by Brandon Todd
Last week, the District hosted elected officials, health policymakers and practitioners, and advocates from across the country at Mayor Bowser’s Maternal and Infant Health Summit. Together we explored strategies to improve perinatal health and address disparities in birth outcomes. With increased awareness of the need for more comprehensive maternal and infant healthcare, the District is seeking new ways to improve care for mothers and their newborn children.
One significant but often overlooked component of maternal and infant well-being is mental health. According to the Northwestern University Feinberg School of Medicine, at least 20% of mothers suffer from pregnant and postpartum mood and anxiety disorders.
After studying the problem more closely, I knew something had to be done. I am proud to report that legislation I introduced in 2017 to improve maternal mental healthcare has recently become official law in the District of Columbia.
The Maternal Mental Health Task Force Act of 2017 establishes a Task Force that will study maternal mental healthcare, make comprehensive policy recommendations to improve maternal mental healthcare, and report its findings to the Mayor and Council. The Task Force, comprised of licensed medical professionals and DC Government health policymakers, is charged with studying vulnerable populations and risk factors, barriers to care, evidence-based and emerging medical treatments, non-medical interventions such as public education campaigns and social support services, and maternal mental health best practices across the nation.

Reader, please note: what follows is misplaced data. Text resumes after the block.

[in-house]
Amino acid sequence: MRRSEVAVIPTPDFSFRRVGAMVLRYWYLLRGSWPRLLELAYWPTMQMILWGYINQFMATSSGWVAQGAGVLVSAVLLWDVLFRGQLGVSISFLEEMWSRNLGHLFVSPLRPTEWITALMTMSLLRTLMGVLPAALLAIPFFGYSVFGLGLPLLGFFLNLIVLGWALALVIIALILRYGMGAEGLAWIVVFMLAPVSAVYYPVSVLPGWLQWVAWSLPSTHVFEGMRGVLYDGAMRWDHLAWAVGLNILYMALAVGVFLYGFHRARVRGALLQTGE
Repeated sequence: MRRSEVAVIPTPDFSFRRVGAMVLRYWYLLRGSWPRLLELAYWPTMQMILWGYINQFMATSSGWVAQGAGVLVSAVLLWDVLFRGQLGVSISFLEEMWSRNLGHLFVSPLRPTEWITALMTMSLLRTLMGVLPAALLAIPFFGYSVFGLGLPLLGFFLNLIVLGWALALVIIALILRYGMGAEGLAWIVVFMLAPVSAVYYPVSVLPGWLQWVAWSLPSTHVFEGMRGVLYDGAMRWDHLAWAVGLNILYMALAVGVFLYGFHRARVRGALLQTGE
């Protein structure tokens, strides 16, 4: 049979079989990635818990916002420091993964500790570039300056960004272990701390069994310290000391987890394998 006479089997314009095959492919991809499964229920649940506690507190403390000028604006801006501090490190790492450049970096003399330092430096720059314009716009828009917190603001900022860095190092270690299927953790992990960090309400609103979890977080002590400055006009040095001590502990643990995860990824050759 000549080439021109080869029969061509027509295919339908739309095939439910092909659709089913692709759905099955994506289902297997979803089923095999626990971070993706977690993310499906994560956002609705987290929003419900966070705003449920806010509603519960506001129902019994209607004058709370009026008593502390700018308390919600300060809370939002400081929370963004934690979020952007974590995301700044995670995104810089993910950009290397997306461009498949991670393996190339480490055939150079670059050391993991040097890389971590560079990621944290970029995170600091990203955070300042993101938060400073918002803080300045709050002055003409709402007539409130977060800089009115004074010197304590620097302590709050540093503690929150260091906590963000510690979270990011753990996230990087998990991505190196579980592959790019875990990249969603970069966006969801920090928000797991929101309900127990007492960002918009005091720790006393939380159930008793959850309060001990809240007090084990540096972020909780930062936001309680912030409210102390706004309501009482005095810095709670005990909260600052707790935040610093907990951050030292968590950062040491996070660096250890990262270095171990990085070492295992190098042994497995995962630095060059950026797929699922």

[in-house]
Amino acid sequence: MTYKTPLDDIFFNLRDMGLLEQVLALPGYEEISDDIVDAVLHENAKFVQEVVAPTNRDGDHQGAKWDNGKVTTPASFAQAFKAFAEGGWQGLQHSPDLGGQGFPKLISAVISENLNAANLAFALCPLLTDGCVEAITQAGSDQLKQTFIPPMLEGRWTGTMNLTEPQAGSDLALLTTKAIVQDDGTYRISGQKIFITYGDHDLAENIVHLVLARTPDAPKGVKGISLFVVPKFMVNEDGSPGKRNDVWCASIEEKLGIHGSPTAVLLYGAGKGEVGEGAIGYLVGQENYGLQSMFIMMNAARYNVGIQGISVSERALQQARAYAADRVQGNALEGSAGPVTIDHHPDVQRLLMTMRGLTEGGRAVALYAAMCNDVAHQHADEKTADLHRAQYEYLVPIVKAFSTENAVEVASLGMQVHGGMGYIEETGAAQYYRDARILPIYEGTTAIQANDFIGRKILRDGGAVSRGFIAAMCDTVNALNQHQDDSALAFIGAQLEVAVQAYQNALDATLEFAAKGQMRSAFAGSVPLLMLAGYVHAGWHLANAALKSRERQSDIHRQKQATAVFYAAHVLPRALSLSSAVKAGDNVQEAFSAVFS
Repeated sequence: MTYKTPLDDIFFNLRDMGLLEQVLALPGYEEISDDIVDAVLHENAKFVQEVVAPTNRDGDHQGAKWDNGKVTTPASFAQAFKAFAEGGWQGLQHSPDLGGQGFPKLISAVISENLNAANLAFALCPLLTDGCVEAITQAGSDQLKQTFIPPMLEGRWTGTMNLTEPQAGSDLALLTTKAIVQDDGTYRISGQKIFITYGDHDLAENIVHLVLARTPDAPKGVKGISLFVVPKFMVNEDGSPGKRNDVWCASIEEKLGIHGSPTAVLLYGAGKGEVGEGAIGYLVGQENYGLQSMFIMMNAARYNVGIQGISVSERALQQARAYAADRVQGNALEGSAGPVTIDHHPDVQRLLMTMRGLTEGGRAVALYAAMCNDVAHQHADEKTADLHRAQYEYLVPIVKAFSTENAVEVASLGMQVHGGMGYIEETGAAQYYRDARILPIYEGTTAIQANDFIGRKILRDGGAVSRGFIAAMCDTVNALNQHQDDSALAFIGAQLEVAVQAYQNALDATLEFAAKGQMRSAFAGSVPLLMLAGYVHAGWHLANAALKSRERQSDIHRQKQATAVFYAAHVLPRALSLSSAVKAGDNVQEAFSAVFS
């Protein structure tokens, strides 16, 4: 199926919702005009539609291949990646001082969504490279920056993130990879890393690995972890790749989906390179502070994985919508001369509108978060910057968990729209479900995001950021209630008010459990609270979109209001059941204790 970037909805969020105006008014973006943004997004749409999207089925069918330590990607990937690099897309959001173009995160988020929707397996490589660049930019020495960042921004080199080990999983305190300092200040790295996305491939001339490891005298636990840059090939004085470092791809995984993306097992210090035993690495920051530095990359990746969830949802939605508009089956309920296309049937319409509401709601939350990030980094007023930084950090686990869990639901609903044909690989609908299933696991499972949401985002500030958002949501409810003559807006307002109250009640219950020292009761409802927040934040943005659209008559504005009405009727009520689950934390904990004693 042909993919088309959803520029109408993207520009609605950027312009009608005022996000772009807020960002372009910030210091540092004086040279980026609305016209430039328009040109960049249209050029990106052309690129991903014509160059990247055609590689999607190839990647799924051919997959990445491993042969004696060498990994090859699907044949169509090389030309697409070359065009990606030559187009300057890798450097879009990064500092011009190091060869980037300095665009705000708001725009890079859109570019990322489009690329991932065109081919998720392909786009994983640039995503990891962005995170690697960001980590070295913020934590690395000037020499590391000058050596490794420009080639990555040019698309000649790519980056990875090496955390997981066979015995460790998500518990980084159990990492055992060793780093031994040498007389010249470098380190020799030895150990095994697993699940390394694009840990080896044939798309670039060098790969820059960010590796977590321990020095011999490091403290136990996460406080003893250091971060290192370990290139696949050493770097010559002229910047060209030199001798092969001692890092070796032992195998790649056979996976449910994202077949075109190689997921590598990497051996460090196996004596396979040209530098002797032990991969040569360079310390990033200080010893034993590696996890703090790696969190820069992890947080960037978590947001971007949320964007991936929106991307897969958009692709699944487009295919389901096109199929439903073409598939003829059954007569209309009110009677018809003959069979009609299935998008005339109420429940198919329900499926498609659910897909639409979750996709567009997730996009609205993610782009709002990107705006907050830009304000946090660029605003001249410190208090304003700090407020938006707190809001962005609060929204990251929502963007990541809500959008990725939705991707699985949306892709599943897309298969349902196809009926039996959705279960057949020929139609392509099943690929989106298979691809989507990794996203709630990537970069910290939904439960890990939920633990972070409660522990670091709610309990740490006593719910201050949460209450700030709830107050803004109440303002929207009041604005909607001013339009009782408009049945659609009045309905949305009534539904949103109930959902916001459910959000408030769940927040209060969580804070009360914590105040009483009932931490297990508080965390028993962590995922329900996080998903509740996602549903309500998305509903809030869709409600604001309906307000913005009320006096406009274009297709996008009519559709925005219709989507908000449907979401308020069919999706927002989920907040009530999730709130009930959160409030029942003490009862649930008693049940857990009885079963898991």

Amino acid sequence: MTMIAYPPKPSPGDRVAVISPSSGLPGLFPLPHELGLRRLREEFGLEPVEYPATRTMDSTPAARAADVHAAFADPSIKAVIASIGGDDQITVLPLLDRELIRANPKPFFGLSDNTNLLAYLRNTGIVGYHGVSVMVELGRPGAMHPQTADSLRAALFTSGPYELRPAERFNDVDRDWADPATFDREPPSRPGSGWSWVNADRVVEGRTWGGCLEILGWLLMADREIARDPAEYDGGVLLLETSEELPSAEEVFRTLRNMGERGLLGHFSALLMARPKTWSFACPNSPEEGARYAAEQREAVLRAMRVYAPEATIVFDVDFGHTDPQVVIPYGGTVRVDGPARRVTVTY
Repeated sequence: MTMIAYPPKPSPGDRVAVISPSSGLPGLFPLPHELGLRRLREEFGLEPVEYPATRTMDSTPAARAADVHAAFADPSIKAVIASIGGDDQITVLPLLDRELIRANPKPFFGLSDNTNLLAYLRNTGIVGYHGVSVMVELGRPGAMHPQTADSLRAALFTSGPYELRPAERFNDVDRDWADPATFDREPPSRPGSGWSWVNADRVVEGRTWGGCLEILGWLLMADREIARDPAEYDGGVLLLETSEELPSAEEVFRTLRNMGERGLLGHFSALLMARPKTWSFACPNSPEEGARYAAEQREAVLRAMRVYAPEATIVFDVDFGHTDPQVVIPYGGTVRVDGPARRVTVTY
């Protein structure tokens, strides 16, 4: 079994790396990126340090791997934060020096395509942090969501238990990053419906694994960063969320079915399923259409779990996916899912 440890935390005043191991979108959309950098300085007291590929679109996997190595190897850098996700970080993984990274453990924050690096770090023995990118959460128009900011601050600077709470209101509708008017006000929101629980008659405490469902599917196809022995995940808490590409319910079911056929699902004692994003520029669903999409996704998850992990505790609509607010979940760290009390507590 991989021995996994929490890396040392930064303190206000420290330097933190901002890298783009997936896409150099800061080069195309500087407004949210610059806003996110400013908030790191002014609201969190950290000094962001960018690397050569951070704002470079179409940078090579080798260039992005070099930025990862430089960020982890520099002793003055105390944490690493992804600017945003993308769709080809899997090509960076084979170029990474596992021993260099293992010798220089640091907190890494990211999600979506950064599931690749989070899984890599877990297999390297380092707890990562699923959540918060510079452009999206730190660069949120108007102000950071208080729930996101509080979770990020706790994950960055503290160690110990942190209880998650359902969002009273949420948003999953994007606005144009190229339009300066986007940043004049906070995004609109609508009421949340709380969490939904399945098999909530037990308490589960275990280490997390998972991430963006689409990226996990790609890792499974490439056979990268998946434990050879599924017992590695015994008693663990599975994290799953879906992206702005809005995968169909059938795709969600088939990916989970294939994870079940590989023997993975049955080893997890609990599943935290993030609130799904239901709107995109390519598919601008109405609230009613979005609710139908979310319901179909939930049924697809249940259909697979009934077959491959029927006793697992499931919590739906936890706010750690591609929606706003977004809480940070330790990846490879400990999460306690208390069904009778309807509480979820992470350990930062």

In the coming months, the Task Force will submit recommendations for legislation, policy initiatives, and funding requirements to address maternal mental health needs in the District.
Maternal mental disorders are treatable, and effective interventions can be delivered by well-trained, non-specialist health providers. A renewed effort and innovative ideas are needed to meet our obligations to families. I look forward to receiving the Task Force’s recommendations and using them as a foundation to design a targeted and coordinated policy response to move the needle on the prevalence of maternal mental health disorders.
While one in five women suffer from a maternal mental health disorder, only 50% of all mothers are identified. This status quo cannot be accepted. By convening the District’s foremost medical and policy experts, we can identify practical steps to provide mothers the support they need and give their children the bright future they deserve.